Managed money (Wealth Management):

This can be considered the “I’m in it with my client” level. You are entrusting the planner to manage a certain amount of money for you. The services at this level may involve the following as it relates to your money: 1) how your portfolio is allocated amongst the different asset classes 2) managing risk within the portfolio 3) enhancing (growing) your portfolio and 4) tax planning. You will probably meet with your planner on a quarterly basis to review your account. The planner will charge a quarterly fee based on the solution chosen and the account size. A fee-based relationship requires the planner to act in the best interest of the client because their compensation is tied directly to performance. Good performance, better pay, poor performance, less pay.

Comprehensive Financial Planning:

This level is like the deluxe service at the car wash. The planner is going to assist you with an in-depth analysis of some or all of the following areas: Net Worth and Cash Flow, Investment Planning & Allocation, Risk Management, Retirement Planning, Income Tax Planning and Estate Planning. At this level you will meet as necessary to help ensure that you understand your financial plan. At a minimum, you will conduct an annual review of your plan. Compensation at this level is two-fold. First, there will be an agreed upon fee for the financial planning service. Second, a commission and/or fees will be earned by the planner if you decide to purchase any solution(s) to implement your financial plan. Some people choose to only have the planner produce their financial plan, pay the fee and opt to implement a solution(s) with another planner.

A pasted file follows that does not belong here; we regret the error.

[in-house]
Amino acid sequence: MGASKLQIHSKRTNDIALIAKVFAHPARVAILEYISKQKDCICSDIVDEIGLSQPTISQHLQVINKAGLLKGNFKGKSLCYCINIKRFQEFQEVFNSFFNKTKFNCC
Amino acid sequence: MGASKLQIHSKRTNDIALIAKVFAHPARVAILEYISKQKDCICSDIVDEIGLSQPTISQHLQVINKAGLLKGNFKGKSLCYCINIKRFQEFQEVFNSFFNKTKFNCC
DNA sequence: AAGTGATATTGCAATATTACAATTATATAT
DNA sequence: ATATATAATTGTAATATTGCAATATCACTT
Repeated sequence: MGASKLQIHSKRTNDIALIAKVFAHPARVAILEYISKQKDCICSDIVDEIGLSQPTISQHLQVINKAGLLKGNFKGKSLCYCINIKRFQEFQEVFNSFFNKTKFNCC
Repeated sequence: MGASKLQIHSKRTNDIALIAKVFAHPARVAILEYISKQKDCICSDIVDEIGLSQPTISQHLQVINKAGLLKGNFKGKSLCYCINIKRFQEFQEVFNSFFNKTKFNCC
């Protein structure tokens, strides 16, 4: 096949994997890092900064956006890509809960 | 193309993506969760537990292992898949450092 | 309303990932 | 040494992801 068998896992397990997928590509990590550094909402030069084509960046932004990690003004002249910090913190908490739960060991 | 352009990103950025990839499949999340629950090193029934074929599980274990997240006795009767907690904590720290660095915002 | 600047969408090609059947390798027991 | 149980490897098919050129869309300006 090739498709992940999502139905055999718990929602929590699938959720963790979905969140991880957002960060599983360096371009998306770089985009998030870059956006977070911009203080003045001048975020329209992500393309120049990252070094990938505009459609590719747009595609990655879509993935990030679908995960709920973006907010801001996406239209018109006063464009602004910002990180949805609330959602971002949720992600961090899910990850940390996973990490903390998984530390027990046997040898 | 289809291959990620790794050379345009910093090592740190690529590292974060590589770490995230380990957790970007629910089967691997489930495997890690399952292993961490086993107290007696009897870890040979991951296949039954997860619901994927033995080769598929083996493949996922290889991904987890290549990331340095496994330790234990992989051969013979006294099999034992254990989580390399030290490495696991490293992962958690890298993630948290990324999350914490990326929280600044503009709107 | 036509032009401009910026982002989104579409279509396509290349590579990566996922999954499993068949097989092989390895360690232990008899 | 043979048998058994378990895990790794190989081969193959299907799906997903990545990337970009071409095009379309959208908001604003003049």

bw challenge write up

The #BuildWealth Challenge Results Are In

How did this #buildwealth challenge come about? Simple…I was trying to determine what financial areas were causing the most issues for people. Was it a lack of understanding of the complexities of the various insurance and investment related products? Or was it dealing with basic money management skills and credit. I set out to see if I could get 500 people (ended up with 510) to respond to my brief survey.